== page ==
A smart tile for adding a user interface to a system.


The Elektor COol COntroller COncept CoCo-ri-Co is a little digital potentiometer module that allows you to add a rotary control to any project. It takes care of the hassle of rotary encoder interfacing and outputs the encoder’s position as a clean, clear numeric value. A two-color LED ring around the encoder provides visible feedback and a buzzer can be mounted for audible feedback. The module communicates over a serial bus (UART, I²C, SPI) and is fully configurable. It can be controlled from a microcontroller or it can be the main microcontroller of an application. A tiny trimmer lets you choose the serial port protocol that CoCo-ri-Co will use without reprogramming anything. Being completely open source and reprogrammable over a normal serial port, you can modify it as you wish.

CoCo-ri-Co! pinnames

This diagram shows the commonly used interfaces and their locations. Note that all the numbered pins (P0_XX) can also be used as DigitalIn and DigitalOut interfaces.

Carrier Board

A special carrier board provides an mbed interface and power supply for the hexagonal CoCo-ri-Co board. It also breaks out the MCU pins on two handy extension connectors.


  • NXP LPC812 32-bit ARM Cortex-M0+
  • All 18 MCU I/O pins accessible through extension connectors
  • Up to 17 bicolor LEDs
  • Rotary encoder and/or pushbutton
  • Buzzer (optional)
  • Supports I²C, SPI/synchronous and asynchronous serial communication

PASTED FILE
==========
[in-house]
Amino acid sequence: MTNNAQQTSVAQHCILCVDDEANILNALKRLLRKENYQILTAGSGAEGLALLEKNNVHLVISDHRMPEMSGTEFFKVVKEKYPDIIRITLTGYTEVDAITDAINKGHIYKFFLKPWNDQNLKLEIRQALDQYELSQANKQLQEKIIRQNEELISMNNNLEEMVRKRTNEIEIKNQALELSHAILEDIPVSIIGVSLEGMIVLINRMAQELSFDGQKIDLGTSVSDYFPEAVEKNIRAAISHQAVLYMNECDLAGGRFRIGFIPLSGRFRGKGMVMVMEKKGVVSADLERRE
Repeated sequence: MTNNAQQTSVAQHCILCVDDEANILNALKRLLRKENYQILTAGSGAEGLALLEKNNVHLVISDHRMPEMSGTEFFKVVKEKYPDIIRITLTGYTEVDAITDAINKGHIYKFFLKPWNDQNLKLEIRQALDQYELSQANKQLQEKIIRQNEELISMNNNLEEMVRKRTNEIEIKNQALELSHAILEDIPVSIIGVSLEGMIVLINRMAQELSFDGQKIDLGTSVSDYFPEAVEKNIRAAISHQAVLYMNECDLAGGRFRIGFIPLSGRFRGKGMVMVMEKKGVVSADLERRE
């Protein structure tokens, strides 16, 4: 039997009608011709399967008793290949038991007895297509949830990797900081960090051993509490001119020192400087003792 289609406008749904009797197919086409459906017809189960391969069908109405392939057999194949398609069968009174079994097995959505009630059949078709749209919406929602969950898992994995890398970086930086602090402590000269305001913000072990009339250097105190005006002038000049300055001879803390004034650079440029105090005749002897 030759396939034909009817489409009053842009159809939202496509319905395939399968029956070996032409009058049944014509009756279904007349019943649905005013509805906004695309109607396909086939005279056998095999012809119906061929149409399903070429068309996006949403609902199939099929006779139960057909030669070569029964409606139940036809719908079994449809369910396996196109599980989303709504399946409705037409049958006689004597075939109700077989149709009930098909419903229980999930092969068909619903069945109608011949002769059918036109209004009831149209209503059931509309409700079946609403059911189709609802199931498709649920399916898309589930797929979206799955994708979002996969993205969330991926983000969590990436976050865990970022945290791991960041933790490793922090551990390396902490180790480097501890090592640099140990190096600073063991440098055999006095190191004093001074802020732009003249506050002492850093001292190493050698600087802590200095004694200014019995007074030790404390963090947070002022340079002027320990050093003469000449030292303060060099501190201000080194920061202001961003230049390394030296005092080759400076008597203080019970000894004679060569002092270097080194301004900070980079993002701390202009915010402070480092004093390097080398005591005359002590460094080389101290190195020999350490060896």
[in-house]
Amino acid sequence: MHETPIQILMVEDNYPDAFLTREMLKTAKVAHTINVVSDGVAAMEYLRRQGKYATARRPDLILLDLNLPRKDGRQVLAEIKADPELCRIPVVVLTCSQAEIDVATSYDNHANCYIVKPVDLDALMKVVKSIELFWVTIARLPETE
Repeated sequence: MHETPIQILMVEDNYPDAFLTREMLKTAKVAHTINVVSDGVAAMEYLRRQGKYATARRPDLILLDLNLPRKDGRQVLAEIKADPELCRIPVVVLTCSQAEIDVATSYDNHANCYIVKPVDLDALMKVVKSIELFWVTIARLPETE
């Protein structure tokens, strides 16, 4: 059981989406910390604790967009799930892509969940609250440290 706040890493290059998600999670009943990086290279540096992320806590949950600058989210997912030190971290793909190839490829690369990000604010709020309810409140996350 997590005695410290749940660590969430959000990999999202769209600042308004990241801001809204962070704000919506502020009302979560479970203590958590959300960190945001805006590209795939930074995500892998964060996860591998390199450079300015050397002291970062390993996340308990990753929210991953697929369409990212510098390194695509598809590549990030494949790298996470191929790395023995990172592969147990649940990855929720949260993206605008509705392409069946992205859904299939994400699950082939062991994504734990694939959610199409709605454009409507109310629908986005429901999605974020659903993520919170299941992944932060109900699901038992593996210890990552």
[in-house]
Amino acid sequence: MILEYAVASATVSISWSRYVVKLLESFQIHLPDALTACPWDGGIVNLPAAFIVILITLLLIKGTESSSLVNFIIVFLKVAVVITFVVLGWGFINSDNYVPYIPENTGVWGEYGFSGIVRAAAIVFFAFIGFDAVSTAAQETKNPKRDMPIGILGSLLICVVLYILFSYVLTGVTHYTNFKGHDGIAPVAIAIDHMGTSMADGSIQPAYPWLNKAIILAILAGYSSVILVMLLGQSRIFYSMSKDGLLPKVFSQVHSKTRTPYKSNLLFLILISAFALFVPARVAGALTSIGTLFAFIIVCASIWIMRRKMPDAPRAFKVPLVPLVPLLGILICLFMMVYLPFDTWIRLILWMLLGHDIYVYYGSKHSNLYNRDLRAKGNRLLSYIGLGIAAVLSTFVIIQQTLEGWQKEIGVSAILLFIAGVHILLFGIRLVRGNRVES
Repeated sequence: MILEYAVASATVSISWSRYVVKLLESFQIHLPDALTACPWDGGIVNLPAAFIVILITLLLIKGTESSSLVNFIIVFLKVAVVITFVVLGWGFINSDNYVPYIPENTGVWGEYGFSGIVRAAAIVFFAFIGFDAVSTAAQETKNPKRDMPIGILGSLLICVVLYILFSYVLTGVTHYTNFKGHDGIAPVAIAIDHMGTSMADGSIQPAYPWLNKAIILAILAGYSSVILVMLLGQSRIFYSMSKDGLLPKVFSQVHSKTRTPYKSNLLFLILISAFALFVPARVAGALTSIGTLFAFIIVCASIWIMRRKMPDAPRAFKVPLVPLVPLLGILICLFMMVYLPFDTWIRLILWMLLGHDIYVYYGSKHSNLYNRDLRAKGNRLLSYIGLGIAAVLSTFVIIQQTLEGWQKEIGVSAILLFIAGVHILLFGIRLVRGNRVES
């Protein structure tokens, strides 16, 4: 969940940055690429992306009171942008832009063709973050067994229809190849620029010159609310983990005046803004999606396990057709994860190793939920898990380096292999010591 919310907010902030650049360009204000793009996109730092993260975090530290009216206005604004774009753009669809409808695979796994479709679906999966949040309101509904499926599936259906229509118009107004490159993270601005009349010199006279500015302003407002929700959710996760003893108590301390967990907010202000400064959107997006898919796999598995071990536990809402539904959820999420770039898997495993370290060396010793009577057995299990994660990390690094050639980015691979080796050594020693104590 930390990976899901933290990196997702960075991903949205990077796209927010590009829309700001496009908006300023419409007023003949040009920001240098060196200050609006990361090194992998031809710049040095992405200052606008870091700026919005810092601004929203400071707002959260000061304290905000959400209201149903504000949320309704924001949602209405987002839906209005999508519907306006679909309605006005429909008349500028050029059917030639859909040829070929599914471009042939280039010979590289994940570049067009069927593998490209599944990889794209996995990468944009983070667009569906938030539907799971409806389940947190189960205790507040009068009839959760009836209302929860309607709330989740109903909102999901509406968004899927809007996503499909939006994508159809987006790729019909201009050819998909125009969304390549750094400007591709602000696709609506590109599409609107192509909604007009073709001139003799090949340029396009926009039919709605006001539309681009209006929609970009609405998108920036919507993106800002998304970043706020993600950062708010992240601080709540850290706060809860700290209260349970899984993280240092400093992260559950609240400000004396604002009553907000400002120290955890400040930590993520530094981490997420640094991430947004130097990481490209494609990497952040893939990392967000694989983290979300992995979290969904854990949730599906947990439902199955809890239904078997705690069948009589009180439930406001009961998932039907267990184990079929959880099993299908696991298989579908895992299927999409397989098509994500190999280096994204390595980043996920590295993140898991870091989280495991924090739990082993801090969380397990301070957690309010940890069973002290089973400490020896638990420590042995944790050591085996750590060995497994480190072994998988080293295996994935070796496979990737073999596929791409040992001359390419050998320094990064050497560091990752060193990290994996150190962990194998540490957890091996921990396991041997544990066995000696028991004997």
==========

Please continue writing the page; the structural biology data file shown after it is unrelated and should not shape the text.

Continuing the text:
• ISP port compatible with 3.3-V FTDI USB-serial cable (except 5-V supply)
  • Open source, Eagle design files are available here

Where to Get it

The CoCo-ri-Co board is available from Elektor



Here is a webinar explaining the philosophy behind the CoCo-ri-Co board.


  • LPC812M101JDH20
    • High performance ARM® Cortex™-M0+ Core
    • 12 MHz, 4 KB RAM, 16 KB FLASH
    • SPI (2, 1 exposed)
    • I2C (1)
    • UART (3, 1 exposed)
    • PWM (4)
    • GPIO (18)
  • User Interface Peripherals
    • 16 bi-color LEDs in a matrix
    • 1 bi-color LED directly controlled
    • Rotary encoder (with or without push button)
    • Push button
    • Buzzer
  • Carrier Board
    • 57 x 55 mm
    • Powered over USB
    • On-board Debug and Programming Interface Circuit
      • [USB MSC] Drag-n-drop programming
      • [USB CDC] USB Serial Port


CoCo-ri-Co Carrier Board firmware 1.0

1. Put the board in firmware-upgrade mode


While holding down the bootload button BL (S1) on the CoCo-ri-Co carrier board, connect the board to a free USB port on your PC. It will appear as a disk called CRP DISABLD.

2. Load the new firmware on the board

Open the new disk and delete the (only) file firmware.bin that is on it. Download and copy the latest firmware onto the new disk.

3. Almost done

Disconnect the CoCo-ri-Co carrier board from the PC, and plug it back in again. The USB disk will now appear as a normal mbed disk called DAPLINK.

That was not too hard, wasn't it?

Getting Started with mbed

1. Connect your microcontroller to a PC

Use the USB lead to connect your mbed to a PC. The status light will come on, indicating it has power. After a few seconds of activity, the PC will recognise the mbed Microcontroller as a standard USB drive.